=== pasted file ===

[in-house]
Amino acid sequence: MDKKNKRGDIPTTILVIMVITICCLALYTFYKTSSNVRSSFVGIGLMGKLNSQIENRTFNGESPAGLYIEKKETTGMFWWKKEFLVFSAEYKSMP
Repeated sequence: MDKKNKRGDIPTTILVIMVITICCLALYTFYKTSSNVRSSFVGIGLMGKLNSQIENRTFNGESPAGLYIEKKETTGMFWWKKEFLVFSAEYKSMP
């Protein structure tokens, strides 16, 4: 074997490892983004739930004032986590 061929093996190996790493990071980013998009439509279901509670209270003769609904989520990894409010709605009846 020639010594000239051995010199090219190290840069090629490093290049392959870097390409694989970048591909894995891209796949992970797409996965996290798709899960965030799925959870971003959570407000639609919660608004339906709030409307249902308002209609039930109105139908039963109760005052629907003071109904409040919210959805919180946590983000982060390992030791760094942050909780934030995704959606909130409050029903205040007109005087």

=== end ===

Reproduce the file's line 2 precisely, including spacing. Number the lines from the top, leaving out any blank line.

Amino acid sequence: MDKKNKRGDIPTTILVIMVITICCLALYTFYKTSSNVRSSFVGIGLMGKLNSQIENRTFNGESPAGLYIEKKETTGMFWWKKEFLVFSAEYKSMP